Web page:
Tuesday, September 15, 2009

The Trouble with Color

I love the beginning of fall, when the leaves start to drop one at a time, giving you a lovely crimson glimpse of things to come. Of course its breathtaking to see the golds and oranges dramatically splatter the landscape in October, but I think a fire-red leaf in the midst of all that languishing green is something special. Something to really ponder.

I've spent a lot of time taking little walks with my daughter now that Big Brother is in school. We collect little bits of color and shine and stuff them in our pockets to rediscover when we get home. She picks the few remaining dandelions or cornflowers(yes, there are still a few!) and hands them to me with wide, proud eyes: "See Mama, I picked it just for you!" Its because of these walks and their resulting treasures that I get the urge to pull out the dyepots and dye our world.

The real trouble with dyeing is getting the colors you want to turn out just so, to get them to look exactly like the picture in your head. When I am dyeing I like to take a few continuous sheets of paper towels and lay them out in front of me. Essentially I use this as my mixing pallet. Then i start mixing colors, adding a smidge of this or a dash of that until I think I've got the right color. During this mixing process, I use the paper towel to see how the dye will show up out of its container and onto a white background.

Dye testing

And of course it is quite the picture: there I stand, mixing and stirring like a mad scientist in my back yard, long white strips of wool laying prone and sopping wet in the sun. I'm sure the neighbors probably think I've officially lost my mind. Which may or may not be too far from the truth.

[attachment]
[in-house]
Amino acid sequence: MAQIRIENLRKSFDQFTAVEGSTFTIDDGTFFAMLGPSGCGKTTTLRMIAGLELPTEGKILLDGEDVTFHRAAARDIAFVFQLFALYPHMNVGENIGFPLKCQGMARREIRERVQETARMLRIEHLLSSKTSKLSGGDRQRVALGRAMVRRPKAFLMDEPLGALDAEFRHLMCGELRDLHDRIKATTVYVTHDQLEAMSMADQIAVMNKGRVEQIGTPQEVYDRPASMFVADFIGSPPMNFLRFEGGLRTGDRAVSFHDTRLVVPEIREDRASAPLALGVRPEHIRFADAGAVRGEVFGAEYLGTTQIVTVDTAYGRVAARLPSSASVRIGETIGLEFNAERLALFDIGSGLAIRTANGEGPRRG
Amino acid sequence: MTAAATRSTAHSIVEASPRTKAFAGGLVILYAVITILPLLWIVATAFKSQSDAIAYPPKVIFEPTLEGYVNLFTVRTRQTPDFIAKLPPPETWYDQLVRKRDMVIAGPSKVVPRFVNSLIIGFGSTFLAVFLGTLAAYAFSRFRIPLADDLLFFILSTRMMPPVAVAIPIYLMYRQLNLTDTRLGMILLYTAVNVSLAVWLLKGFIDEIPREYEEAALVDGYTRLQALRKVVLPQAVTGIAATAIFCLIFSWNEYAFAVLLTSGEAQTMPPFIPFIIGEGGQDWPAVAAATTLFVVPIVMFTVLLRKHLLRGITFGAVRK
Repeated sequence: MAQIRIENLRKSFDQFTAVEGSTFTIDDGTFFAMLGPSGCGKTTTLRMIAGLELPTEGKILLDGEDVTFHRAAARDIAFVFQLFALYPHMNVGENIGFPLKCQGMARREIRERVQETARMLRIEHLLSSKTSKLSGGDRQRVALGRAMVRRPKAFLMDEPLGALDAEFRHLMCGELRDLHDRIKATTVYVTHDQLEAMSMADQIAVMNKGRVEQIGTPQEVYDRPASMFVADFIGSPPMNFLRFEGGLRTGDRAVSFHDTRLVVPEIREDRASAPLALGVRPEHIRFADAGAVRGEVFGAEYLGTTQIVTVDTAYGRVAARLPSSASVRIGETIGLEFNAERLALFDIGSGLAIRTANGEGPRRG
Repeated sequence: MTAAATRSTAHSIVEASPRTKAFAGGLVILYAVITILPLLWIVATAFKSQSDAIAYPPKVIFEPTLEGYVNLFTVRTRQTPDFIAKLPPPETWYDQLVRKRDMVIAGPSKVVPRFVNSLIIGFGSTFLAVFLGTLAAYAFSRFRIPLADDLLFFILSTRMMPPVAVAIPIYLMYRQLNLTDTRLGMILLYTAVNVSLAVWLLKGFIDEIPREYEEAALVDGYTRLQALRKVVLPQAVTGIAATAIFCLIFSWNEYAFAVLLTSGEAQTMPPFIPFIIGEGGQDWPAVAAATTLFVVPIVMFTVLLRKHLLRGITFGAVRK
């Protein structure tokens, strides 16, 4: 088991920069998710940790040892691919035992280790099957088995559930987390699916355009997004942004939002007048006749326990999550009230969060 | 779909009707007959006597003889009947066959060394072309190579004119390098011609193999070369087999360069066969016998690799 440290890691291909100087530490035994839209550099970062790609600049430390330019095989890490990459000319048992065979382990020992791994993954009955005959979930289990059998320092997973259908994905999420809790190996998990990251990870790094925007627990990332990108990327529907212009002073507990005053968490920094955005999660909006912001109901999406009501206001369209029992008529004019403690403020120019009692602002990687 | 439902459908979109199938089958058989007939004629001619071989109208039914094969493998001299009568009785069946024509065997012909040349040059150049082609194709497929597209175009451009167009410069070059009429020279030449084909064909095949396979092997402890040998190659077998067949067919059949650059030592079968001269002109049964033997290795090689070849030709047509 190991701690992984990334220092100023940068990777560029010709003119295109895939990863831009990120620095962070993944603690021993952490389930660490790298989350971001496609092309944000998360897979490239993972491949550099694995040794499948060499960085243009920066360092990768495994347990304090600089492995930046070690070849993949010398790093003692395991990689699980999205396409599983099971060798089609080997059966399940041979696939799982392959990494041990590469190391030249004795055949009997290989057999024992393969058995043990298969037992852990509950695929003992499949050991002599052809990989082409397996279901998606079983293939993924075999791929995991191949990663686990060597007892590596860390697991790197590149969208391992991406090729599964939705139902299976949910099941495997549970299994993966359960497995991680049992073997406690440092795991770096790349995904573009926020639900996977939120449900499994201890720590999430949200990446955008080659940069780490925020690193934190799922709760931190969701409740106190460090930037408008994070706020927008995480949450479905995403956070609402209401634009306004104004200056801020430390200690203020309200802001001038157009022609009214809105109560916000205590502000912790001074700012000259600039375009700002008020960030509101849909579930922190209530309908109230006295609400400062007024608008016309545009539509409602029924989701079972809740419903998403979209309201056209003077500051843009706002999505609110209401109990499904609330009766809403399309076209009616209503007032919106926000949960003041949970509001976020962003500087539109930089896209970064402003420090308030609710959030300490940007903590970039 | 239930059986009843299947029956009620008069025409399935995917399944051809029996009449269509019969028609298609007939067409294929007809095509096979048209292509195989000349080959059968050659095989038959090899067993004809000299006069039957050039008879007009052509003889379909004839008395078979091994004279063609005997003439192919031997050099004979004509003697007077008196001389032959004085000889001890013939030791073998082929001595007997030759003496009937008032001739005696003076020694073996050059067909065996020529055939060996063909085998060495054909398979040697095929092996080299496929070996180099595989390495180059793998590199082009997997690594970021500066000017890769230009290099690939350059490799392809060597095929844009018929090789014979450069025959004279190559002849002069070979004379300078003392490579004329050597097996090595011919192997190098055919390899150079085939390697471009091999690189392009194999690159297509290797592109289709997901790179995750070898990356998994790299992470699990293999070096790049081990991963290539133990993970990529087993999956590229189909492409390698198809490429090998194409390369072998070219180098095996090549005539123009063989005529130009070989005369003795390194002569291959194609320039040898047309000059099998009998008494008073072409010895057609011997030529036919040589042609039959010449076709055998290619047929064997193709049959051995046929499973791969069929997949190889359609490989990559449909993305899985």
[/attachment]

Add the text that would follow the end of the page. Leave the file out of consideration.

The trouble with color is that it doesn't always behave. Sometimes when a roving dries, it dries brighter or darker than you have anticipated. Once in a while, this is a very good thing--you might just have created a new and very popular colorway to add to your repertoire. Conversely, you may end up with what amounts to a heap of fuzzy mud.

Yes, of course this has happened to me and yes, it is tragic indeed. Those mishaps are the ones I keep for myself to spin up. And even though they don't look like much in roving form, they nearly always make an interesting yarn.

The trouble with color is that it can also remind you of things. It can take you back years or a week. Here is an example: think of the color avacado green. Did it bring up the memory of something in your childhood kitchen? Did you start smelling cookies or meatloaf or Tang? Let's explore what else color can do for you: think of the last time you were stuck in bed with the flu or a bad cold. What color is it, this ickiness? No fair saying avacado green--we've done that one already! Now think of your best friend or your First Great Love. Think of the place they occupy. What color are they? Every person has a color, you better believe it. I have dyed so many "people" rovings its not even funny. Everyone I know has one.

And what about the places, the scenes in your life that mean so much to you: what color are they? I don't mean your wedding or graduation or the birth of your kids. I mean those stolen moments that stick with you forever, the ones that don't seem like anything at the time. Like collecting leaves and sticks and lost earrings with your daughter. Those moments--these little snippets of time--are so sweet and delicious it is difficult to express in any other way.

The great thing about color is that it translates these things, people, and moments quite well. If you don't dye or paint or really do anything with color but appreciate it, go check out the myraid of online art exhibits like MOMA or SFMOMA. And go give someone you know a color.

new "babies"

1 comment:

  1. Thanks for this post- it's so interesting to me how roving is dyed, and where the dyers get their color inspiration. I think that dyeing is the next step into the fiber-arts madness for me. After that- sheep!

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